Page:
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Phillauri

Anshai Lal’s Phillauri is set in two different timelines, and is a movie of two very different halves. Usually things take a turn for the worse after Intermission, but in the case of Phillauri it is the first half that I found a chore.

Kanan (Suraj Sharma) goes home to India to get married to his longtime girlfriend Anu (Mehreen Pirzada). Just before his engagement he is told he has a problem in his horoscope, and the only way to avoid future calamity is to marry a tree. He is sceptical but does what the families want. Soon after the tree wedding, he is woken by a sparkly spirit hovering above his bed. Shashi (Anushka Sharma) found herself transported to the house, but had no idea how or why. Only Kanan can see or hear Shashi, just adding to his already troubling behaviour. He is ambivalent about marrying Anu, Shashi is unhappy at her lot, and Anu is miserable that the guy she loves is turning out to be a wuss. So it was a huge relief to skip back in time and learn more about Shashi and the love of her life, Roop Lal Phillauri (Diljit Dosanjh). Shashi and Anu between them force Kanan to examine his decisions and motivations. Will Kanan and Anu get married? And what happened that Shashi spent 98 years alone, her spirit connected to the tree?

The modern story line is the least interesting by far. It feels glib, done by numbers, and is not helped by some weak performances. Suraj Sharma is particularly flat as Kanan, and terribly unconvincing in scenes where he is supposed to be overcome by fear. Speaking in a weedy falsetto is not enough. Mehreen Pirzada gets almost nothing to work with. Anu has been in love with Kanan since school, she has never had any other plan than to marry him, and I have no idea if she has a job or finished college or anything else. Anu is a weepy, sullen girl which is a bit tiresome although understandable. I did like that she confronted him and demanded he articulate his feelings and make a decision, not just try and passively weasel out as she deserved better than that. There is the usual array of parents and relatives, and a pickled grandmother who starts drinking at breakfast. And there’s a rather nasty “joke” about Kanan being gay and maybe a paedophile. It’s mostly a jumble of clichés, and where the dialogue is a bit more realistic the acting falls over.

The earlier timeline seems to be given so much more love, the writing is more solid, and the performances are stronger. Shashi helps her brother the village doctor, who has raised her since she was young. She is educated but conservative, knowing how a girl from a good family is expected to behave.  Shashi’s one weakness is poetry, and she waits every week to see the poems of Phillauri in the journal. Roop Lal Phillauri (Diljit Dosanjh) uses the same name but his songs are bawdy drinking fare, not the more heartfelt and literary work that Shashi loves. He is a flirt, and she shuts him down when he pretends to have written lines that she knows the real Phillauri wrote. But their mutual love of poetry and music, and of love, brings them together. Anushka and Diljit have a beautiful low key chemistry that makes their scenes together shine. She is expressive even without speaking and he inhabits the role of country layabout turned honest man so comfortably. It was a pleasure to get back into their timeline, and not just for the nostalgic beauty. Shashi’s story served to show how the status of women hasn’t improved significantly in almost 100 years, and was also a sterling example of a relationship built on equality, consent, and honesty.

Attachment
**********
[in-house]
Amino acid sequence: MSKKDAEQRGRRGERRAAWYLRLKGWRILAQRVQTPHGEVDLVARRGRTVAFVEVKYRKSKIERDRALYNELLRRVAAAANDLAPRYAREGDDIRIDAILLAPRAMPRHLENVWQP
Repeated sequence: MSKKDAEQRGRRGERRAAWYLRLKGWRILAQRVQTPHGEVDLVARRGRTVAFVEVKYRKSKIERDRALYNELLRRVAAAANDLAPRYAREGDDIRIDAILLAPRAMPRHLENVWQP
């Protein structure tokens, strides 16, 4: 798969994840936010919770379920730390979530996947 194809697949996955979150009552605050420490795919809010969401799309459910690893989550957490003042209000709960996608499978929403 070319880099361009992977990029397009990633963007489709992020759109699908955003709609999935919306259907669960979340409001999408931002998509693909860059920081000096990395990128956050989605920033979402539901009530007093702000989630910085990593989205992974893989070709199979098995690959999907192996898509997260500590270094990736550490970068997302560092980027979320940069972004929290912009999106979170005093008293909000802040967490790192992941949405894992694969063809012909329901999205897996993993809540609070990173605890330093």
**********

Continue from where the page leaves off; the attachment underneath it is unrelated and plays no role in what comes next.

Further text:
One of the most understated but surprising scenes was a conversation after Shashi’s affair had been discovered. Her brother (played beautifully by Manav Vij) was furious, and laid into both Shashi and Roop Lal. All typical filmi villain thwarting True Love stuff. But later he took her a drink and spoke to her about how he had raised her like his own child and always wanted her to have everything she deserved, and that he loved her. Not what I was expecting at all, although I may have muttered something about the patriarchy. When Shashi and her best friend Amrit (Nidhi Bisht) were talking discreetly about her virginity situation, the scene was nicely gossipy but also quite sweet and not salacious. I liked seeing Shashi being herself, and having people love her for it, without Anushka taking so much as a step towards the Manic Pixie Dreamgirl line. And I don’t want to spoil the story but there are scenes where Anushka and Diljit show a whole arc of story just through the emotions playing across their faces.

The film’s mythology is a bit patchy. Is technicolour glitter cannon heaven a thing for Sikhs? Does every ghost have tinkerbell sound effects and shed a trail of sparkles? Why did Shashi usually float on an awkward horizontal rather than gliding vertically? Why could she wear Anu’s dupatta but not be seen or felt by anyone other than Kanan? Who knows.

But for all the cheesy effects, there are songs like Dum Dum and Sahiba that take us into the story and reveal more of the rich inner lives of Shashi and her bloke. Anvita Dutt wrote the screenplay and some lyrics, and her dialogues were a highlight in the olden days timeline.

Phillauri is not a masterpiece but it does show flashes of excellence. If Lal had been more disciplined in that draggy first half, and maybe pushed Suraj Sharma to try more nuance in his squeaking, it would have helped. But I liked seeing a full blown romance centred on two people who were genuine, honest, and respected each other. Tolerate the first half and enjoy the second half!